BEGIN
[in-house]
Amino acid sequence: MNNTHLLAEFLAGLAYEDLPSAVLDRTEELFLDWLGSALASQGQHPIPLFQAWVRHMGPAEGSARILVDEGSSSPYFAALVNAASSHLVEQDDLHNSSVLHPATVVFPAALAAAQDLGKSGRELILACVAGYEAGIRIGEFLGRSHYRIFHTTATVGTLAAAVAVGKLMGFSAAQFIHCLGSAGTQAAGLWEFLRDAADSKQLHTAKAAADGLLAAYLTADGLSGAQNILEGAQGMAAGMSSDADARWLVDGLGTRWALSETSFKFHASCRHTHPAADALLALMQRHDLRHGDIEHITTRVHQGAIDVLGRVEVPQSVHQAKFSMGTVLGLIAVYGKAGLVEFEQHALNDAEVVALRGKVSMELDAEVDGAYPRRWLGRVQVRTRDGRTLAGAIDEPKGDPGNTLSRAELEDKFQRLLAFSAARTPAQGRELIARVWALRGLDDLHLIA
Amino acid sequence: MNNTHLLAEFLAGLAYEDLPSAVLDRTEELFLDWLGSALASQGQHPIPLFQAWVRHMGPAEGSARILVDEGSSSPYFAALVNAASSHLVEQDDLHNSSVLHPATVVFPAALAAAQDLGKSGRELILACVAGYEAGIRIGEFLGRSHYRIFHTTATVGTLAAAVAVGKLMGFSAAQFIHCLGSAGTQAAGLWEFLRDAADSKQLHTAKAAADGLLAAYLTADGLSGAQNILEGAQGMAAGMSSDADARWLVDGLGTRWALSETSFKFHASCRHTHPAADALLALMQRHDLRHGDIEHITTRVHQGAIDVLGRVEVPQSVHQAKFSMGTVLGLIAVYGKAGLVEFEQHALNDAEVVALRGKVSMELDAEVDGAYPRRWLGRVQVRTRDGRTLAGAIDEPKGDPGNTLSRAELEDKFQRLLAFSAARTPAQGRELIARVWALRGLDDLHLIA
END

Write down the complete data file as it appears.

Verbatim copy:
[in-house]
Amino acid sequence: MNNTHLLAEFLAGLAYEDLPSAVLDRTEELFLDWLGSALASQGQHPIPLFQAWVRHMGPAEGSARILVDEGSSSPYFAALVNAASSHLVEQDDLHNSSVLHPATVVFPAALAAAQDLGKSGRELILACVAGYEAGIRIGEFLGRSHYRIFHTTATVGTLAAAVAVGKLMGFSAAQFIHCLGSAGTQAAGLWEFLRDAADSKQLHTAKAAADGLLAAYLTADGLSGAQNILEGAQGMAAGMSSDADARWLVDGLGTRWALSETSFKFHASCRHTHPAADALLALMQRHDLRHGDIEHITTRVHQGAIDVLGRVEVPQSVHQAKFSMGTVLGLIAVYGKAGLVEFEQHALNDAEVVALRGKVSMELDAEVDGAYPRRWLGRVQVRTRDGRTLAGAIDEPKGDPGNTLSRAELEDKFQRLLAFSAARTPAQGRELIARVWALRGLDDLHLIA
Amino acid sequence: MNNTHLLAEFLAGLAYEDLPSAVLDRTEELFLDWLGSALASQGQHPIPLFQAWVRHMGPAEGSARILVDEGSSSPYFAALVNAASSHLVEQDDLHNSSVLHPATVVFPAALAAAQDLGKSGRELILACVAGYEAGIRIGEFLGRSHYRIFHTTATVGTLAAAVAVGKLMGFSAAQFIHCLGSAGTQAAGLWEFLRDAADSKQLHTAKAAADGLLAAYLTADGLSGAQNILEGAQGMAAGMSSDADARWLVDGLGTRWALSETSFKFHASCRHTHPAADALLALMQRHDLRHGDIEHITTRVHQGAIDVLGRVEVPQSVHQAKFSMGTVLGLIAVYGKAGLVEFEQHALNDAEVVALRGKVSMELDAEVDGAYPRRWLGRVQVRTRDGRTLAGAIDEPKGDPGNTLSRAELEDKFQRLLAFSAARTPAQGRELIARVWALRGLDDLHLIA